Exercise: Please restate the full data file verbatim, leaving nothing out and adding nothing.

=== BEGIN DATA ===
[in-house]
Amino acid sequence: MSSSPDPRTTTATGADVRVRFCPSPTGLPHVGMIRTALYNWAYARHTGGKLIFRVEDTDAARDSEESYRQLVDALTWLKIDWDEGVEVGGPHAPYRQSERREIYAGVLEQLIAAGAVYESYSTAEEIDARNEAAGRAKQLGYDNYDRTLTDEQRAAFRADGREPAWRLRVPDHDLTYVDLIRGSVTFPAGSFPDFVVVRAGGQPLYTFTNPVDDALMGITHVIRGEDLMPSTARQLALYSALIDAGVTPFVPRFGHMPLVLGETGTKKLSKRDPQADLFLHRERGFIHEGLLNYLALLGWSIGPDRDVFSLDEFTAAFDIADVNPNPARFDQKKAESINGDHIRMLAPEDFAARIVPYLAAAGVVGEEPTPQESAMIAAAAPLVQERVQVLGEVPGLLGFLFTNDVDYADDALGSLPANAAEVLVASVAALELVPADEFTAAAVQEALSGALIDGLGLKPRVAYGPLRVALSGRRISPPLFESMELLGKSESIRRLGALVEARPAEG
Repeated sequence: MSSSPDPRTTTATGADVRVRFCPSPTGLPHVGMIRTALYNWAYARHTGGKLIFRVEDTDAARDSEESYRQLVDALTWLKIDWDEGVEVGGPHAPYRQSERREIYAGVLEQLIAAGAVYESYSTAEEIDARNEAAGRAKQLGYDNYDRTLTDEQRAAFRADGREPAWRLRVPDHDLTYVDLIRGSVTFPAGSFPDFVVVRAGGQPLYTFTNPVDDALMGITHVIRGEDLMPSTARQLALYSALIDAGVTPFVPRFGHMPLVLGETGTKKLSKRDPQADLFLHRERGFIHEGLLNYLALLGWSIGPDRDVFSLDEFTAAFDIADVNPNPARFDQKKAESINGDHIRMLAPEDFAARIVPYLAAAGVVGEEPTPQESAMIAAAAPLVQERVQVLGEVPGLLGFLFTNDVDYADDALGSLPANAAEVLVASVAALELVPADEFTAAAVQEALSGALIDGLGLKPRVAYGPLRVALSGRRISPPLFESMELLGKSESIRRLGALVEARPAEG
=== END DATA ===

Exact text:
[in-house]
Amino acid sequence: MSSSPDPRTTTATGADVRVRFCPSPTGLPHVGMIRTALYNWAYARHTGGKLIFRVEDTDAARDSEESYRQLVDALTWLKIDWDEGVEVGGPHAPYRQSERREIYAGVLEQLIAAGAVYESYSTAEEIDARNEAAGRAKQLGYDNYDRTLTDEQRAAFRADGREPAWRLRVPDHDLTYVDLIRGSVTFPAGSFPDFVVVRAGGQPLYTFTNPVDDALMGITHVIRGEDLMPSTARQLALYSALIDAGVTPFVPRFGHMPLVLGETGTKKLSKRDPQADLFLHRERGFIHEGLLNYLALLGWSIGPDRDVFSLDEFTAAFDIADVNPNPARFDQKKAESINGDHIRMLAPEDFAARIVPYLAAAGVVGEEPTPQESAMIAAAAPLVQERVQVLGEVPGLLGFLFTNDVDYADDALGSLPANAAEVLVASVAALELVPADEFTAAAVQEALSGALIDGLGLKPRVAYGPLRVALSGRRISPPLFESMELLGKSESIRRLGALVEARPAEG
Repeated sequence: MSSSPDPRTTTATGADVRVRFCPSPTGLPHVGMIRTALYNWAYARHTGGKLIFRVEDTDAARDSEESYRQLVDALTWLKIDWDEGVEVGGPHAPYRQSERREIYAGVLEQLIAAGAVYESYSTAEEIDARNEAAGRAKQLGYDNYDRTLTDEQRAAFRADGREPAWRLRVPDHDLTYVDLIRGSVTFPAGSFPDFVVVRAGGQPLYTFTNPVDDALMGITHVIRGEDLMPSTARQLALYSALIDAGVTPFVPRFGHMPLVLGETGTKKLSKRDPQADLFLHRERGFIHEGLLNYLALLGWSIGPDRDVFSLDEFTAAFDIADVNPNPARFDQKKAESINGDHIRMLAPEDFAARIVPYLAAAGVVGEEPTPQESAMIAAAAPLVQERVQVLGEVPGLLGFLFTNDVDYADDALGSLPANAAEVLVASVAALELVPADEFTAAAVQEALSGALIDGLGLKPRVAYGPLRVALSGRRISPPLFESMELLGKSESIRRLGALVEARPAEG